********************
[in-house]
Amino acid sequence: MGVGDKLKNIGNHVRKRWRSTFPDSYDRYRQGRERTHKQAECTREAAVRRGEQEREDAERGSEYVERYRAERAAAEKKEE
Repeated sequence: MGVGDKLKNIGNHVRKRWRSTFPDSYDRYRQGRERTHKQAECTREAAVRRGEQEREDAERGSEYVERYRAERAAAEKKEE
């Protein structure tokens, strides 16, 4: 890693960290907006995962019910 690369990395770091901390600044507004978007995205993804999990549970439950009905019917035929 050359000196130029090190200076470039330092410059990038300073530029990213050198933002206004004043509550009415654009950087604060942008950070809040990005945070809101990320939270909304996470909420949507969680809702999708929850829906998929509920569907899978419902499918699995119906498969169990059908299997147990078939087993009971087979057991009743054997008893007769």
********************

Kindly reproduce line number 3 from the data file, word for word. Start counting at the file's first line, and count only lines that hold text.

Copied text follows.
Repeated sequence: MGVGDKLKNIGNHVRKRWRSTFPDSYDRYRQGRERTHKQAECTREAAVRRGEQEREDAERGSEYVERYRAERAAAEKKEE